JPMorgan potentially made $1 billion after boosting its Tesla stake by 600% last quarter | Markets Insider
JPMorgan Chase potentially made over $1 billion from Tesla in under two months. The bank's investment...JPMorgan Chase potentially made over $1 billion from Tesla in under two months. The bank's investment arm boosted its stake by 600% last quarter to around 2.5 million shares. Those shares have surged in value from $1.1 billion to $2.1 billion following Tesla's stock rally. JPMorgan may have netted more than $2 billion if it bought and sold at the right time. Visit Business Insider's homepage for more stories. JPMorgan Chase may have made over $1 billion from Tesla in less than two months. It boosted its stake in Elon Musk's electric-car startup by about 600% last quarter, before its stock price roughly doubled this year. The banking titan's investment arm added 2.2 million Tesla shares in the final three months of 2019, ending the year with more than 2.5 million shares or a 1.4% stake, according to SEC filings and Bloomberg data. Those shares were worth about $1.1 billion then, based on Tesla's stock price of $418 on December 31. They're now worth about $2.1 billion, as Tesla shares currently trade at $845. JPMorgan may have raked in more than $1 billion. If it snapped up the Tesla shares when they traded at $250 in early October, then sold them at their $970 peak earlier this month, its investment would have surged in value from under $650 million to nearly $2.5 billion — a return of close to $2 billion. Other investors have probably cashed in on Tesla's rocketing stock too. Renaissance Technologies increased its holding by more than 400% last quarter, making it Tesla's seventh-biggest shareholder with a 2.1% stake. The hedge fund potentially netted more than $1.5 billion from the move. Tesla's astounding stock rise has lifted its market capitalization to north of $150 billion, surpassing the combined market caps of automotive titans GM, Ford and Chrysler. However, critics ranging from investors and industry veterans to politicians argue the rally isn't based on anything substantive, and warn it will run out of steam.Join the conversation about this story » NOW WATCH: A big-money investor in juggernauts like Facebook and Netflix breaks down the '3rd wave' firms that are leading the next round of tech disruption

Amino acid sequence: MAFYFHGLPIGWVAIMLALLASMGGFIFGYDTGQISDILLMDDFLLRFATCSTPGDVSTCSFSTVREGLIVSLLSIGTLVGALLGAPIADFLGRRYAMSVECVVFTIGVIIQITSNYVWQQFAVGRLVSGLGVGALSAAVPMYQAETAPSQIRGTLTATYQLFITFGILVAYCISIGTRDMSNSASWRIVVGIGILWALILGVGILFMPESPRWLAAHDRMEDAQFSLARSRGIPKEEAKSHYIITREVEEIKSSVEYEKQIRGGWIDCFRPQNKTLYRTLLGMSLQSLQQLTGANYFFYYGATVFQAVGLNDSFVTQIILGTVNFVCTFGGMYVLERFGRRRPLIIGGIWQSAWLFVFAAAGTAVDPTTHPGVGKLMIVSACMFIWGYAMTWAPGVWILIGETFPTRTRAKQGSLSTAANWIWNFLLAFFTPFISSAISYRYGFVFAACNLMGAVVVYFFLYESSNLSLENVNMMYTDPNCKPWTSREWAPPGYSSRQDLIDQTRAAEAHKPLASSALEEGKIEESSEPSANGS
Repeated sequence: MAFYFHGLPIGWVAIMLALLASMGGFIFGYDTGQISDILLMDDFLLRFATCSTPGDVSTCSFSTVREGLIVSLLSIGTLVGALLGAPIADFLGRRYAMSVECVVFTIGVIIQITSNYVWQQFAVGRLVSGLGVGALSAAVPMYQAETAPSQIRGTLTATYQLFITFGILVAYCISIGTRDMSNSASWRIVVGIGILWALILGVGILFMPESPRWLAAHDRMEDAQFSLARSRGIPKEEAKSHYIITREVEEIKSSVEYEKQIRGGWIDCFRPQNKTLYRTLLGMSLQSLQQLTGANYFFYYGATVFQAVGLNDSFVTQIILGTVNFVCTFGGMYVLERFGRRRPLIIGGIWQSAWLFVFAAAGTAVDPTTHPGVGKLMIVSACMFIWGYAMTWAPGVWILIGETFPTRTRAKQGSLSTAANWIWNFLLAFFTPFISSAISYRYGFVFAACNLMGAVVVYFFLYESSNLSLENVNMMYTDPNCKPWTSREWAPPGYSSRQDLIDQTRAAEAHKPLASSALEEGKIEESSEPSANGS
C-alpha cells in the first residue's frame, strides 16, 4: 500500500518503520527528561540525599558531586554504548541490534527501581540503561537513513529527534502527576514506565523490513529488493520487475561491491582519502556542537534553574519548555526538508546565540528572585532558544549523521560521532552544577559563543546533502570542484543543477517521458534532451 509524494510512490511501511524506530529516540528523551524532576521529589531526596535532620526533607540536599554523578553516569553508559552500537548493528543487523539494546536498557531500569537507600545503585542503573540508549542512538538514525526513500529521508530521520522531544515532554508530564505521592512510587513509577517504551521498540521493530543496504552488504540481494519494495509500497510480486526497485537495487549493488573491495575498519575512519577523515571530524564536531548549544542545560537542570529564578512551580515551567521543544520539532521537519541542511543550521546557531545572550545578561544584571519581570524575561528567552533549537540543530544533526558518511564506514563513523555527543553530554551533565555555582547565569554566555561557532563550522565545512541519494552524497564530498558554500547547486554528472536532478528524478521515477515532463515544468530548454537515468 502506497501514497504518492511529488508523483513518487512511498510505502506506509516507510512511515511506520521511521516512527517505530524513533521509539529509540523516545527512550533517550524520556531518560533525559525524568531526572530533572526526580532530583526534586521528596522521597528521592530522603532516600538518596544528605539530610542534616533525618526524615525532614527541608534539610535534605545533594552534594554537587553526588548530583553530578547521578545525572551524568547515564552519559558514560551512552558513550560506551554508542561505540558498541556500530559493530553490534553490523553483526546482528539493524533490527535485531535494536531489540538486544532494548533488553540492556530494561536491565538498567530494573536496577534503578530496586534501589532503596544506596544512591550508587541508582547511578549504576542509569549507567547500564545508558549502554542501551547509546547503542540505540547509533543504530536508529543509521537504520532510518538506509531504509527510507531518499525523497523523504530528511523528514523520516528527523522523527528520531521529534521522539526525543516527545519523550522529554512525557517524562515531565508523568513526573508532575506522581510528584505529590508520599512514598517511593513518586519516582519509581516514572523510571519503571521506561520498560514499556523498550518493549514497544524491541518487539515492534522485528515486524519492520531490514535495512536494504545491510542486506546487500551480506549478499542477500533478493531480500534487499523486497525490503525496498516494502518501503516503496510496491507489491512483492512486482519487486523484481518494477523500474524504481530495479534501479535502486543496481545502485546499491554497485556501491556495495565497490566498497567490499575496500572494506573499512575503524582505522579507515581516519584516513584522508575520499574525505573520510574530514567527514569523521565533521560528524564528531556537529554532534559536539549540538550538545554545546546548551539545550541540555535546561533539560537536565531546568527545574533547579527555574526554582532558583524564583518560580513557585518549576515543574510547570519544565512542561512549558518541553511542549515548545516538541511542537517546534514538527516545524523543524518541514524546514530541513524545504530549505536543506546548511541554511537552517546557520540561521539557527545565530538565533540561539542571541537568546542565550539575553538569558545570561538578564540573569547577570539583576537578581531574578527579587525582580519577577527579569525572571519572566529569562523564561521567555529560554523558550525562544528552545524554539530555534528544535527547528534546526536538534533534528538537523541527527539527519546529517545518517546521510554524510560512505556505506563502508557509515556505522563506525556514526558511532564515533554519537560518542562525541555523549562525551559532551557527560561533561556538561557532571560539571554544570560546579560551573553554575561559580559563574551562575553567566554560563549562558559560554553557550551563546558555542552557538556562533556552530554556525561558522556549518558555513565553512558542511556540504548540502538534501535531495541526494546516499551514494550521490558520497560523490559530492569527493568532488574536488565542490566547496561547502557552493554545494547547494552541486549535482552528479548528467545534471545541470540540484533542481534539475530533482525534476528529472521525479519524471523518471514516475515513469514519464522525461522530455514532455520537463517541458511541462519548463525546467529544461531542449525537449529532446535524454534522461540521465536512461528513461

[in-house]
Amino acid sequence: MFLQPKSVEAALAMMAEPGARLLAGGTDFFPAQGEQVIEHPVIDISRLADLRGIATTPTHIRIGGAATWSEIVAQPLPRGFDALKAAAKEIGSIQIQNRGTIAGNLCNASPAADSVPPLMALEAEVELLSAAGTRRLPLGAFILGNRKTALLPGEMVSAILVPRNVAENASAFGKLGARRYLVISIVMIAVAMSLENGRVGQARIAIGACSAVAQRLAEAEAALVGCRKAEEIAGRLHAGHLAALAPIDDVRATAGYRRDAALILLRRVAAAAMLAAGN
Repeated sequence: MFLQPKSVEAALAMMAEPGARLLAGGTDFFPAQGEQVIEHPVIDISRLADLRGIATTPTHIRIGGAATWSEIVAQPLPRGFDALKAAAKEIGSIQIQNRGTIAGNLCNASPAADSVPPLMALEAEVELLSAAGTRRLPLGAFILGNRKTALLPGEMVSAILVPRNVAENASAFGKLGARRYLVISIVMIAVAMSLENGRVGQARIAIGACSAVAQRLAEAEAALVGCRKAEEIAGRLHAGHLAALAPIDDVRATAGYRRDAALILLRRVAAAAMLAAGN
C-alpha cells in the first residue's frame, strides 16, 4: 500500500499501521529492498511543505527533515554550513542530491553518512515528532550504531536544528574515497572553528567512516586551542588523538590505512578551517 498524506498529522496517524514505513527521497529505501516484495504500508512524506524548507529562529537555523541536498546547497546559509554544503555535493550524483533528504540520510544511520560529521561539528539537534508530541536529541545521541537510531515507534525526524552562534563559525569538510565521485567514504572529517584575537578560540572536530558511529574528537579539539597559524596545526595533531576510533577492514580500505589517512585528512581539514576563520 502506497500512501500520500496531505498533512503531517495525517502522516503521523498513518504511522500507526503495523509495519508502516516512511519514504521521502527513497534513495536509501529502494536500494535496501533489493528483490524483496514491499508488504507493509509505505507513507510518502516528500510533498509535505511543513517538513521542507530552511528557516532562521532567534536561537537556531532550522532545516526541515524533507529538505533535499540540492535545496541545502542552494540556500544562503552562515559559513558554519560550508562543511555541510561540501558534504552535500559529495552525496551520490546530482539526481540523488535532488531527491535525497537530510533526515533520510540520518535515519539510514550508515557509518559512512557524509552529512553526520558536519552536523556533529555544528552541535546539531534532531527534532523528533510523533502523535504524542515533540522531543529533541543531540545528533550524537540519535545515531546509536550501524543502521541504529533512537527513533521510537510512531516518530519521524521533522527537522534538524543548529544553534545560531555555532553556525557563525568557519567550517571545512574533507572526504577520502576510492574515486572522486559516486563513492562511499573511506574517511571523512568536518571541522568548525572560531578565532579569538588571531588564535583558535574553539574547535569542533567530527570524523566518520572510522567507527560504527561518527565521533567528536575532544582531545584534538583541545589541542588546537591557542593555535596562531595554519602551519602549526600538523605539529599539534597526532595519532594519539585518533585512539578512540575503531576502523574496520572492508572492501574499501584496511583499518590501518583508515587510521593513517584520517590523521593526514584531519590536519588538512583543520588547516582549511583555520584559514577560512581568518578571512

Virgin Galactic has gained nearly 150% this year through Friday's close in a speedy rally that's...Virgin Galactic has gained nearly 150% this year through Friday's close in a speedy rally that's outpaced automaker Tesla's torrid 91% rise in the same timeframe. Shares of the space tourism company surged as much as 35% to a new high in early trading on Tuesday. Adam Jonas of Morgan Stanley thinks the stock price could "use a breather." While he's constructive on Virgin Galactic, "the move in the stock price of late appears to be driven by forces beyond fundamental factors," he wrote in a Tuesday note. Watch Virgin Galactic trade live on Markets Insider. Read more on Business Insider. Virgin Galactic is rocketing higher in a rapid surge that's even outpaced Tesla's record-breaking rally. So far in 2020, Virgin Galactic has gained a searing 148% through Friday's close. In the same timeframe, Tesla has gained 91% in a torrid rally that's led analysts and traders to question the stock's underlying fundamentals. The space company founded by Sir Richard Branson continued to beat the automaker's gains this week. Virgin Galactic spiked as much as 35% in early trading Tuesday to a fresh all-time high of $38.72 per share, while Tesla gained as much as 8%. Virgin Galactic's momentum is continuing from Friday when the stock closed 21% higher after the company announced that it had moved its spacecraft VSS Unity from Mojave, California, to New Mexico, where it will one day shuttle passengers to and from space. The recent rally has led at least one Wall Street analyst to question the stock's climb, saying that the share price could "use a breather." "We are constructive on the story and rate the stock overweight," Adam Jonas of Morgan Stanley wrote in a Tuesday note. "However, we must acknowledge that the move in the stock price of late appears to be driven by forces beyond fundamental factors." When Morgan Stanley first initiated coverage of Virgin Galactic in December, its $60 bull-case target represented over 700% upside, he wrote. Today, however, the shares have about 100% upside after just two months. Jonas also wrote that while Friday's move of the VSS Unity had "some important learnings," he didn't see it as one of the more ambitious tests for the company. "We believe the investment community still has much more room to better understand the potential of the emerging space economy," he wrote. In the future, Morgan Stanley thinks the company could even move beyond the $60 bull case as it "executes on key milestones and moves from proof-of-concept to industrial and commercial success." Virgin Galactic has a consensus price target of $18.50 and three "buy" ratings according to Bloomberg data. The company is due to report is fiscal fourth quarter 2019 earnings on February 25 after market close. Join the conversation about this story » NOW WATCH: A big-money investor in juggernauts like Facebook and Netflix breaks down the '3rd wave' firms that are leading the next round of tech disruption